2 Nov 2018

War memorial banner sheds light on unrecorded sacrifices

3:32 pm on 2 November 2018

A banner has been unfurled on the steps of Nelson Cathedral in the lead-up to events marking the end of World War I a century ago.

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Ryan Oliver (foreground) is a former cadet and son of a retired serviceman who says remembering war is more relevant today than ever before. Photo: RNZ / Tracy Neal

The 10m Wall of Remembrance banner includes the names of the 3500 people from the region who served in World War I.

It also acknowledges their sacrifice, a Nelson historian said.

Karen Stade was among those to unfurl the banner, and said the research that went into creating it revealed some surprises.

"There's been a whole lot of families that we didn't know had served, or numbers of the same family who served, and so it's given a more balanced picture of the number of people who served."

Peter Millward, who worked on the master list of men and women from the Nelson province, said today's unfurling of the banner was a fitting finale to four years of World War I commemorations.

"It's been an amazing piece of community engagement. We started with a Wall of Remembrance at the Nelson Provincial Museum in 2014 and at that point we had 2500 names on the wall.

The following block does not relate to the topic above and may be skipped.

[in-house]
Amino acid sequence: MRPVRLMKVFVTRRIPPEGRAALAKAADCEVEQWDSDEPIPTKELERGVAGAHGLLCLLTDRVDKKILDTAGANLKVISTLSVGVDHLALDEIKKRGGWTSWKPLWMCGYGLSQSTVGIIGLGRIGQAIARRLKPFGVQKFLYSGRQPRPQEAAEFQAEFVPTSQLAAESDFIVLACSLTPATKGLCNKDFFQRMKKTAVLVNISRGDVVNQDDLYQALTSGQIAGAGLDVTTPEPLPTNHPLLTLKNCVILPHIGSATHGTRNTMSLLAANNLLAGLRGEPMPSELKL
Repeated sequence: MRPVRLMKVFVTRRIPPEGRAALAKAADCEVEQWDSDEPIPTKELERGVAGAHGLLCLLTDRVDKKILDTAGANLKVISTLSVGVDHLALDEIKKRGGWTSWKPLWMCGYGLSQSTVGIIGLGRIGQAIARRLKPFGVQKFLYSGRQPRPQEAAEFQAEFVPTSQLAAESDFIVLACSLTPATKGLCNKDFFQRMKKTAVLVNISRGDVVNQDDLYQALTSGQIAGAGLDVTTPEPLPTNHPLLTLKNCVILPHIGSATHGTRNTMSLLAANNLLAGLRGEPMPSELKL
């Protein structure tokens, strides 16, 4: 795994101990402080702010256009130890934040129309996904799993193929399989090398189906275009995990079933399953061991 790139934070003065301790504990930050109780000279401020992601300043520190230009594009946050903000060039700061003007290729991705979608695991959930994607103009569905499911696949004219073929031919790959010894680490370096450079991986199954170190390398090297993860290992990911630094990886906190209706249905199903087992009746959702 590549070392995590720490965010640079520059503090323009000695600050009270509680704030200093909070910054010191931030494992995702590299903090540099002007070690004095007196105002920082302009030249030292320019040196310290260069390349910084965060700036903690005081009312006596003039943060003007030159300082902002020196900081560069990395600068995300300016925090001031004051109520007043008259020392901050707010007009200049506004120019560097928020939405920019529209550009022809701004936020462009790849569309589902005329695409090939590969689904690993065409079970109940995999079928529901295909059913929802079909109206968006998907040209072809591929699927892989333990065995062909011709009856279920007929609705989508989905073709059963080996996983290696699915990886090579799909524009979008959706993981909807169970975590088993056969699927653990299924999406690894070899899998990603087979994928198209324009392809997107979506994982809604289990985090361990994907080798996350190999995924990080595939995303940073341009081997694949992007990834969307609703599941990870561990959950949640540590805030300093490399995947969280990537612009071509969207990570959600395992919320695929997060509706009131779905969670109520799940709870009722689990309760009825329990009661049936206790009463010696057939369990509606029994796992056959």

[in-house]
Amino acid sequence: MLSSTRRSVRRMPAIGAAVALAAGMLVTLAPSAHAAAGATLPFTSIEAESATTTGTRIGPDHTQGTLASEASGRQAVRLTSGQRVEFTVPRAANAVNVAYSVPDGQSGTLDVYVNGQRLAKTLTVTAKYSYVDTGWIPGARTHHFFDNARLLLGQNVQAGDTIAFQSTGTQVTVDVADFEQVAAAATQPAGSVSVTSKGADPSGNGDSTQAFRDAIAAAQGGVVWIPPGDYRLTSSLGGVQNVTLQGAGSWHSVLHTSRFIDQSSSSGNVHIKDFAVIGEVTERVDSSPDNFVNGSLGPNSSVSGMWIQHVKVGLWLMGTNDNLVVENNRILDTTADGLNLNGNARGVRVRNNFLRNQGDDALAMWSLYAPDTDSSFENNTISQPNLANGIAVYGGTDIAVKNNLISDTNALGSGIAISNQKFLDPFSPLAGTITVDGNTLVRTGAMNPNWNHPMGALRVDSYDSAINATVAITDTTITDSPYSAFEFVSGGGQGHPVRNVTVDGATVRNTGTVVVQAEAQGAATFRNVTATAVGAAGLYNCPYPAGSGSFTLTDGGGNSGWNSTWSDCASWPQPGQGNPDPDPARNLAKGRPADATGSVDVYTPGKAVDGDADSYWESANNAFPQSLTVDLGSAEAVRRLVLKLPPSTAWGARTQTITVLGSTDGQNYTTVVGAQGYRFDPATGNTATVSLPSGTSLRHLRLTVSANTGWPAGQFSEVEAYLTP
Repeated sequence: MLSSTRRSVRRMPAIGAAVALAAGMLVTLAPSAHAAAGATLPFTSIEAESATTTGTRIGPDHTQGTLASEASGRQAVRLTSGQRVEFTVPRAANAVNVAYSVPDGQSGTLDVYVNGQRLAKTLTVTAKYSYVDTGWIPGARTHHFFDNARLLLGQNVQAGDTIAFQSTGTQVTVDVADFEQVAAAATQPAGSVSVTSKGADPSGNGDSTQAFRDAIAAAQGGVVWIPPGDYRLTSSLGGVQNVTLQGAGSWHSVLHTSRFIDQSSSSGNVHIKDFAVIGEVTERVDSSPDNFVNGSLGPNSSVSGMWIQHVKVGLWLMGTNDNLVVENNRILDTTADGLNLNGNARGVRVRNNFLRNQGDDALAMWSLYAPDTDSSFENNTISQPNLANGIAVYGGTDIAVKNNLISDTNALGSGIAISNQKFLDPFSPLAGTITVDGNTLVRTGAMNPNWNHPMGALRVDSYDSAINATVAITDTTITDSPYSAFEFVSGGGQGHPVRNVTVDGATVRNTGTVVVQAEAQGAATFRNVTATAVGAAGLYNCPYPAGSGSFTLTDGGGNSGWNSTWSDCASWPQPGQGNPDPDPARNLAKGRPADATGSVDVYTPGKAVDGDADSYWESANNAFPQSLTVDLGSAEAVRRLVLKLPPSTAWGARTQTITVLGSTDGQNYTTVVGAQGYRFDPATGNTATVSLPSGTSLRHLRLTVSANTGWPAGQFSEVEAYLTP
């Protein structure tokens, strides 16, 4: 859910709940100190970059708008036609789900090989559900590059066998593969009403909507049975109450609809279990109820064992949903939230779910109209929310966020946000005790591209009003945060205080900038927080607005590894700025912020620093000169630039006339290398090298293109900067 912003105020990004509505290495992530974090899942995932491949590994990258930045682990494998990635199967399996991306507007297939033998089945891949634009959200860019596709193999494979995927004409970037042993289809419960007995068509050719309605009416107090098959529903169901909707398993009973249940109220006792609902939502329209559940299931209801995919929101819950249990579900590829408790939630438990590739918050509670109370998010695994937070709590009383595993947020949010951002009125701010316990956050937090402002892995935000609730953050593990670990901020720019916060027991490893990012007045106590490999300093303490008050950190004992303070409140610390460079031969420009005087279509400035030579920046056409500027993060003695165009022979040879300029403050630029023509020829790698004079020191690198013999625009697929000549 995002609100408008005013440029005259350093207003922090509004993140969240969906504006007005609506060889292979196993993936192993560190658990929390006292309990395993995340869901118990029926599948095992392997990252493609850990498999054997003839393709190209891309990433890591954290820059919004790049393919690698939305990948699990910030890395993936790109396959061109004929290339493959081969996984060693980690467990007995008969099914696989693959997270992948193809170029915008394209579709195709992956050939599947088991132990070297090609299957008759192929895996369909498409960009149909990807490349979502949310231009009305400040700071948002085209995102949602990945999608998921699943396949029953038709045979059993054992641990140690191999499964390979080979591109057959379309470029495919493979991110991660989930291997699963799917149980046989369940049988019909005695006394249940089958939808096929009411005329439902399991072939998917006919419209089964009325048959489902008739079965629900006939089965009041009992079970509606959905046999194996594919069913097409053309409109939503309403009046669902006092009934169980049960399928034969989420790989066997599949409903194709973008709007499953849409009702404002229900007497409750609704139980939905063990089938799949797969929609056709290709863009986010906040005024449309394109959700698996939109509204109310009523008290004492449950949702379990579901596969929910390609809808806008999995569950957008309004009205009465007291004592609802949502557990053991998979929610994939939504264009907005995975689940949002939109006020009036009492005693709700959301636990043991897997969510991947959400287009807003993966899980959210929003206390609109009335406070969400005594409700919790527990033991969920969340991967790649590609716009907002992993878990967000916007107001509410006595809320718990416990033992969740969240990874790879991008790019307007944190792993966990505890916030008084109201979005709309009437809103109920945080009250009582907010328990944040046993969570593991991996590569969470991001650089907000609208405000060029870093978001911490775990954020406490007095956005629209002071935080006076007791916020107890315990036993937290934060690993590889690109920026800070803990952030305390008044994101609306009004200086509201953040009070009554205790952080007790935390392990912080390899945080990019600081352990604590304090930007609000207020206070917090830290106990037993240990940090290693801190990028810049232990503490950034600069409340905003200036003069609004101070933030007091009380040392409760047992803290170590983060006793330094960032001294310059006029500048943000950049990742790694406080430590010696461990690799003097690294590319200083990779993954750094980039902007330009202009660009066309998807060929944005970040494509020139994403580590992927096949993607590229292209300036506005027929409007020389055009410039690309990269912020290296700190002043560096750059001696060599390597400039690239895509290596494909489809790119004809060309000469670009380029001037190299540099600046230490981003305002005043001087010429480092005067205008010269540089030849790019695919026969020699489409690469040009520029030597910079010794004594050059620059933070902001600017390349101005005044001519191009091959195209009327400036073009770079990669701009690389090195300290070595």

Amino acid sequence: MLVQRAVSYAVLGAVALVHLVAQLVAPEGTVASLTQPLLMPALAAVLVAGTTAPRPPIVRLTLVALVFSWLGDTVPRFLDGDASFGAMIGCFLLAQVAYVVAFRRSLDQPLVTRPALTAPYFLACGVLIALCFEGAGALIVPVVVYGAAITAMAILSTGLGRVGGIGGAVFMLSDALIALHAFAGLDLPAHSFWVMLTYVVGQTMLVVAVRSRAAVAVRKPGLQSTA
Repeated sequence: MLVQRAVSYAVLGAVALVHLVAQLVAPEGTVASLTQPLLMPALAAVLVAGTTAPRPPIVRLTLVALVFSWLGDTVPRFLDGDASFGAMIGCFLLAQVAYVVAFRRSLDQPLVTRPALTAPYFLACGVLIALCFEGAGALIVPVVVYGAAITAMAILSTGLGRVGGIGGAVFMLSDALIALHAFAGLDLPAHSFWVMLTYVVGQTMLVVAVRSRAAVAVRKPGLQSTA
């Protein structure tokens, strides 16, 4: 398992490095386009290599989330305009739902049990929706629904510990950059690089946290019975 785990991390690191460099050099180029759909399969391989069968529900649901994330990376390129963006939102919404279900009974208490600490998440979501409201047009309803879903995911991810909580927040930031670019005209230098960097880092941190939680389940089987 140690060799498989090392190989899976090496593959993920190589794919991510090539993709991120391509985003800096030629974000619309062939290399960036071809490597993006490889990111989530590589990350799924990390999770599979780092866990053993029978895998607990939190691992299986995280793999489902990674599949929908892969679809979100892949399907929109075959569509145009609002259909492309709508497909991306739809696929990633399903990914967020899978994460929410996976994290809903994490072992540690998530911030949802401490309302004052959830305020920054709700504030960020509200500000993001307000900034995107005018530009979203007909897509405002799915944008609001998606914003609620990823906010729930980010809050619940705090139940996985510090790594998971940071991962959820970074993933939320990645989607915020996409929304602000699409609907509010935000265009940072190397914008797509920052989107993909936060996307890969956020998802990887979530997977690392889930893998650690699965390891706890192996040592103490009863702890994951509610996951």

"But very quickly families were coming in and saying, 'oh yes, there's my Great Uncle Darc, how come you haven't got his brother Ross on the wall?'"

Mr Millward said it triggered more robust research.

"By the time we reinstated it at Founders Park [in Nelson] we were close to up to 3000 names, and now - so help me God - we're over 3500 names."

He said it had been a process of discovery, including finding out more about the men who died.

Mr Millward said a group of volunteer researchers travelled around the province gathering names from every small memorial.

"They went around all of the tiny little memorials, collecting the names of those who'd died. The net result is that we now know there are 80 names missing from the Nelson cenotaph."

He said they had managed to persuade the city council and the local RSA that the face of cenotaph should be replaced.

"What that's going to do is really quite amazing. It's going to bring together the names of brothers who died, who've never been on the same memorial, ever."

Mr Millward said as World War I commemorations draw to a close, remembering war was still relevant.

"It does when you realise the horrendous impact that war had on a tight-knit little region like Nelson province."

The banner will remain on display until after the Armistice centenary on 11 November.

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